I saw this production more than a year ago, and then I had a few objections - I didn't like the scene of "Non più andrai", the way how Figaro and others behave to Cherubino, and some actions of Rosina in Act II. (namely the obligatory rolling on the floor in a gown, which I find as one of the most annoying clichés in opera direction). HOWEVER this time, the Countess behaved more like a Countess, and what's more important, it was sensible how every singer was enjoying the performance. Even the end of Act I was palatable for me, and even the audience of the Estates Theatre - mostly tourists who take it as an attraction, especially at operas like this or Don Giovanni - was constantly cracking up. I don't know if it's just me having seen one too many eurotrash productions, or if the singers smoothed it up with performing it, or it was special because of the special guest, or all three, but it was a wonderful night for us.

Kateřina Kněžíková
Photo: National Theatre
What I love about Czech productions of Mozart, is that they are (more often than not) able to capture the fun, playfulness and lightheartedness of his work, that I can't find in many productions by renown directors. When you add the wonderful cast - Adam Plachetka as Figaro, Kateřina Kněžíková as Susanna (I'm told that they've separated... if the rumour that they were dating is true in the first place... well, who cares :-) ), Martin Bárta as Almaviva (you can also see him as a very good [and handsome] Don Giovanni here, with Kněžíková as Zerlina), Stanislava Jirků as Cherubino, Yvona Škvárová as Marcellina or Zdeněk Plech as Don Bartolo.

History (abbridged)

3050 B.C.- A Sumerian invents the wheel. Within the week, the idea is stolen and duplicated by other Sumerians, thereby establishing the business ethic for all times.
2900 B.C.-Wondering why the Egyptians call that new thing a Sphinx becomes the first of the world's Seven Great Wonders.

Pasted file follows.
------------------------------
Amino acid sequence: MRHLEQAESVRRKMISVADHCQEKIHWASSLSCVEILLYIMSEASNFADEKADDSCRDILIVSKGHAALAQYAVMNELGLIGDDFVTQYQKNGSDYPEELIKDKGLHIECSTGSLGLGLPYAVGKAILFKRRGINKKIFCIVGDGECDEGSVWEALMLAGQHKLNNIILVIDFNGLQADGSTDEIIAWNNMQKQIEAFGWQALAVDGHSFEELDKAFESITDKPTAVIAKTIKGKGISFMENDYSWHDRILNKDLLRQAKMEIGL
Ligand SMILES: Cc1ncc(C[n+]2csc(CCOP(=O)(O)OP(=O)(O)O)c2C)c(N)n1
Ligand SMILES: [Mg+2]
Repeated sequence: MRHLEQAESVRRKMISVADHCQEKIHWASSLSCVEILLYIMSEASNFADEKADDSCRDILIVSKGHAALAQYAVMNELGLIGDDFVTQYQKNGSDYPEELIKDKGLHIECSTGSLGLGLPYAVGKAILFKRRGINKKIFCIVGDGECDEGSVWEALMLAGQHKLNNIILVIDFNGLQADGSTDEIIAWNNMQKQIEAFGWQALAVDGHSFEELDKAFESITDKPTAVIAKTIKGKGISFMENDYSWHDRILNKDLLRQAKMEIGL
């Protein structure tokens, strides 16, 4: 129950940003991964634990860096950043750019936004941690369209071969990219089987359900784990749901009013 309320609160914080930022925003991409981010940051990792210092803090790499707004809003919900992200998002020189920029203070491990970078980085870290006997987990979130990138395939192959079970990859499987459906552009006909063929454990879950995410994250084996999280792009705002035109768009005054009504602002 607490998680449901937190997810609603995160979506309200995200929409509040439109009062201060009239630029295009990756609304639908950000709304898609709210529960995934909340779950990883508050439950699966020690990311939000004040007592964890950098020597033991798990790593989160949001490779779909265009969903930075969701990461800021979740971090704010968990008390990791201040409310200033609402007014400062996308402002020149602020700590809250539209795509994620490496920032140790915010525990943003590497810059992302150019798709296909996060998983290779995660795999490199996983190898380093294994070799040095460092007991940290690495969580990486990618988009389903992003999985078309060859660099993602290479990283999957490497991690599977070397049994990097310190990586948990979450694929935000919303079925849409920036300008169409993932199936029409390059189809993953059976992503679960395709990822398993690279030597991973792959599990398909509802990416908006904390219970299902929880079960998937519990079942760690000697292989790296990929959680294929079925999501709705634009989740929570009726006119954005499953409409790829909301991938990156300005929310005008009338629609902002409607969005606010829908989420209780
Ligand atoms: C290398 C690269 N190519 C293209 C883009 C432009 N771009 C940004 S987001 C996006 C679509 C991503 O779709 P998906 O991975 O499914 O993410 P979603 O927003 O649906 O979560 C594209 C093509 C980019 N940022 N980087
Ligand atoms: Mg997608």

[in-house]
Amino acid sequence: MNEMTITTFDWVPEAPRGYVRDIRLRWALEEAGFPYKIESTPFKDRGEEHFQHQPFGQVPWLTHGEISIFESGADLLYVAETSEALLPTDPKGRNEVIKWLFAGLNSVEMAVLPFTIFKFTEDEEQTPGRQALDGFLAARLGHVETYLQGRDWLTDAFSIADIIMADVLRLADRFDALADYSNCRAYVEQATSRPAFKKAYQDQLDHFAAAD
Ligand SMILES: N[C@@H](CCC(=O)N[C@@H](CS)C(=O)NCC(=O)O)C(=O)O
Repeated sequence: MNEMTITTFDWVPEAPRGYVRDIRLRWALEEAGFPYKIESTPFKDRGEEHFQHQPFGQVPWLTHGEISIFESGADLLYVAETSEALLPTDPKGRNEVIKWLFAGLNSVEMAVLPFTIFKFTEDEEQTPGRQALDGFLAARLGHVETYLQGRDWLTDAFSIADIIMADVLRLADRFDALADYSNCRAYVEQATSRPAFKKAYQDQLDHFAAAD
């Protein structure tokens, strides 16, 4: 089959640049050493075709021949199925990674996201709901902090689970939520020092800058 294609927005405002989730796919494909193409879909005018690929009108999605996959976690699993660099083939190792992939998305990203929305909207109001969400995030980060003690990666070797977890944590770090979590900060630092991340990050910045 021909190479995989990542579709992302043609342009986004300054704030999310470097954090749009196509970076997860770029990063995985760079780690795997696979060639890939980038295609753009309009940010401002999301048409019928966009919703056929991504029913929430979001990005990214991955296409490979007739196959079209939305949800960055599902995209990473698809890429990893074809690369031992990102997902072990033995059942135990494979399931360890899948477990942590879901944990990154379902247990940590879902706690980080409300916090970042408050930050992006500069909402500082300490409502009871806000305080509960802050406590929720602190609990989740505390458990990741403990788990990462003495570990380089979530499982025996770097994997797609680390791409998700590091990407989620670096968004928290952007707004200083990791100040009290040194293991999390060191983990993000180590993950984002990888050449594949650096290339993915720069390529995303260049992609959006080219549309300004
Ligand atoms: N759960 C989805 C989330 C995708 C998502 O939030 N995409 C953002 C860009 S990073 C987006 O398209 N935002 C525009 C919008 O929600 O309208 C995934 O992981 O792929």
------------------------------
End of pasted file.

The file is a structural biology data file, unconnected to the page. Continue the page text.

1850 B.C.-Britons proclaim Operation Stonehenge a success. They've finally gotten those boulders arrange in a sufficiently meaningless pattern to confuse the hell out of scientists for centureis. 
1785 B.C.-The first calendar, composed of a year with 354 days, is introduced by Babylonian scientists. 
1768 B.C.-Babylonians realize something is wrong when winter begins in June. 
776 B.C.-The world's first known money appears in Persia, immediately causing the world's first known counterfeiter to appear in Persia the next day. 
525 B.C.-The first Olympics are held, and prove similar to the modern games, except that the Russians don't try to enter a six-footer with a mustache in the women's shot put. However, the Egyptians do! 
410 B.C.-Rome ends the pracitce of throwing debtors into slavery, thus removing the biggest single obstacle to the development of the credit card. 
404 B.C.-The Peloponnesian war has been going on for 27 years now because neither side can find a treaty writer who knows how to spell Peloponnesian. 
214 B.C.-Tens of thousands of Chinese labor for a generation to build the 1,500 mile long Great Wall of China. And after all that, it still doesn't keep the neighbor's dog out. 
1 B.C.-Calendar manufacturers find themselves in total disagreement over what to call next year.